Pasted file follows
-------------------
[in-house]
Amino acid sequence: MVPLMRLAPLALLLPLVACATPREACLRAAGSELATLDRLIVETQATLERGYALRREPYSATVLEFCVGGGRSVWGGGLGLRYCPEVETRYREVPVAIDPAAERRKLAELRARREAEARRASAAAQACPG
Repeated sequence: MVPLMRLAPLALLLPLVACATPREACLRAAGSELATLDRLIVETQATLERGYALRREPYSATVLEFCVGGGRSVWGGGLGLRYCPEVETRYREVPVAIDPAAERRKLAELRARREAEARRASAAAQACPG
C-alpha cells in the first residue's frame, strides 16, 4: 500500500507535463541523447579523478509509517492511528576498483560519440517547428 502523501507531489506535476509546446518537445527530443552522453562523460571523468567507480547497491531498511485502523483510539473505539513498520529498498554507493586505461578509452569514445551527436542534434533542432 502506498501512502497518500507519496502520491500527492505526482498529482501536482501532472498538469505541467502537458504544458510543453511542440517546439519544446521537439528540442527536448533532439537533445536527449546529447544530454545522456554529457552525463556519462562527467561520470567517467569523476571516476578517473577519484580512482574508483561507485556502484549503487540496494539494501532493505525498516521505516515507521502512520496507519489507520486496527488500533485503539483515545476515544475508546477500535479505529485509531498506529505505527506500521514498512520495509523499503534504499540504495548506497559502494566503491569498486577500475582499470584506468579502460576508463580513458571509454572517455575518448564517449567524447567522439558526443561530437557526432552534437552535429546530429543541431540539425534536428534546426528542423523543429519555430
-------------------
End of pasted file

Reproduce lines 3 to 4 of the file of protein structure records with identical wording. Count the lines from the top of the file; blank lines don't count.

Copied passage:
Repeated sequence: MVPLMRLAPLALLLPLVACATPREACLRAAGSELATLDRLIVETQATLERGYALRREPYSATVLEFCVGGGRSVWGGGLGLRYCPEVETRYREVPVAIDPAAERRKLAELRARREAEARRASAAAQACPG
C-alpha cells in the first residue's frame, strides 16, 4: 500500500507535463541523447579523478509509517492511528576498483560519440517547428 502523501507531489506535476509546446518537445527530443552522453562523460571523468567507480547497491531498511485502523483510539473505539513498520529498498554507493586505461578509452569514445551527436542534434533542432 502506498501512502497518500507519496502520491500527492505526482498529482501536482501532472498538469505541467502537458504544458510543453511542440517546439519544446521537439528540442527536448533532439537533445536527449546529447544530454545522456554529457552525463556519462562527467561520470567517467569523476571516476578517473577519484580512482574508483561507485556502484549503487540496494539494501532493505525498516521505516515507521502512520496507519489507520486496527488500533485503539483515545476515544475508546477500535479505529485509531498506529505505527506500521514498512520495509523499503534504499540504495548506497559502494566503491569498486577500475582499470584506468579502460576508463580513458571509454572517455575518448564517449567524447567522439558526443561530437557526432552534437552535429546530429543541431540539425534536428534546426528542423523543429519555430